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MILK. Gift, desire and loss.


(Conditions) of necessary giving.




Works with and about breast milk as a medium by Irini Athanassakis with essays by Eva Laquièze-Waniek, Antonio Lucci, Thomas Macho, Heinz Stahlhut, Ernst Strouhal, Marcus Steinweg und Elisabeth von Samsonow.
In German, English and French with translations by Tessa Stevenson and Jean-Loup Thébaud.
Book design: Nik Thoenen; photography: Pascal Petignat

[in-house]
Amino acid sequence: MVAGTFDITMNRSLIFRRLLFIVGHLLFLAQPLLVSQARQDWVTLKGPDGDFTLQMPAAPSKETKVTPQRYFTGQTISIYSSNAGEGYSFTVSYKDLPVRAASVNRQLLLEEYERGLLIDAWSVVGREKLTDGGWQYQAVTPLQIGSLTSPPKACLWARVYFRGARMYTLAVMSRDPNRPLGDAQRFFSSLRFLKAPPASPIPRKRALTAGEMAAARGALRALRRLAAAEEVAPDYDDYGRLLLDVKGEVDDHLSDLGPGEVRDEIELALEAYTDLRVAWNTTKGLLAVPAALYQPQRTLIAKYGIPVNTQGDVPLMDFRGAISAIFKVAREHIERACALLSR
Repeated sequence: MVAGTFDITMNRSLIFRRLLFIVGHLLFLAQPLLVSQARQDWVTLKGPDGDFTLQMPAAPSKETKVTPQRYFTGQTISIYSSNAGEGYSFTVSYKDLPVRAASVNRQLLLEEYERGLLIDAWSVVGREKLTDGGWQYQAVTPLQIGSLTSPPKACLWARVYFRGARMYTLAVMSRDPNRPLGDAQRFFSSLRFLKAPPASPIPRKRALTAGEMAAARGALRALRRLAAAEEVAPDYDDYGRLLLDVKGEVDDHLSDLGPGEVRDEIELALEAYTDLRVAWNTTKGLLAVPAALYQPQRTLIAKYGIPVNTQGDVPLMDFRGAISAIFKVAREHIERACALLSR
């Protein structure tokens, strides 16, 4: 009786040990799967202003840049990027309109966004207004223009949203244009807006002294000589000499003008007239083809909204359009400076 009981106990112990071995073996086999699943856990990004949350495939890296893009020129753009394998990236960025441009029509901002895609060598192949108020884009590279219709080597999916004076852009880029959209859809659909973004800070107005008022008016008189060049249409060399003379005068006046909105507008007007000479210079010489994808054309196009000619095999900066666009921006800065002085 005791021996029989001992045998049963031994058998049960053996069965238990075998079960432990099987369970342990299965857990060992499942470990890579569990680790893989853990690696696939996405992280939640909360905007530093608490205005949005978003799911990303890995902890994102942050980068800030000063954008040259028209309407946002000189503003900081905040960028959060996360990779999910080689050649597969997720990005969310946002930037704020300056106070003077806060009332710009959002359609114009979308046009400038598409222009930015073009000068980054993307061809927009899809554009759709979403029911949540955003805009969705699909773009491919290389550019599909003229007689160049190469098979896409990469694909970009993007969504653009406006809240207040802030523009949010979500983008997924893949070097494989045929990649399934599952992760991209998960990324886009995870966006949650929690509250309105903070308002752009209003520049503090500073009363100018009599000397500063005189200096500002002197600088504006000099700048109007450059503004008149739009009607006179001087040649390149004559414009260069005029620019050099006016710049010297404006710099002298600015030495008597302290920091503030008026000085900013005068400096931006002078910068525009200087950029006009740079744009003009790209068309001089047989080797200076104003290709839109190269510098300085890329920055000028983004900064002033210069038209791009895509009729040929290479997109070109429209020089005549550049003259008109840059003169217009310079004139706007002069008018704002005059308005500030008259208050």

So, at the beginning, there was milk. Because when life is given, a gift, the receipt of an additional offering becomes vital: (breast) milk. Milk, whether it is a given or not, is produced to be given and taken, greedily sucked, in fact. Not only is breast milk’s unique and partially undetermined, irreproducible composition the perfect nutrition for newborns, it is also the only suitable nutrition and experts consider it to be the gold standard by which human nutrition should be measured. Its sole purpose is to be given and, once taken, to enable the life and growth of the new(born). The giving of (breast) milk is central to the phenomenon of bonding, and consequently to the formation of the ego and the Other. Irini Athanassakis’ work with and about breast milk began with a series of drops on paper, right and left, incidental bright flecks on a white background. It developed into delicate, transparent mind maps, associative comments on the anatomy of breasts, the processes and experiences of lactation, the colostrum, and elucidations of thoughts on the mythology, technology and economy of breastfeeding. She continues in a long tradition of artistic work with bodily fluids, her contribution written in white. With the ultimate end of making a case for a (bio)praxia of necessary giving, she authoritatively follows and quotes the natural and social sciences, cultural studies and art, associating the disciplines by bringing them into spatial proximity on the milky paper, without, however, restricting them to the confines of causal chains. Notable authors accompany her search for the meaning of the Ocean of Milk in which, according to Indian mythology, everything else has its origin. (Cows are mothers, too.)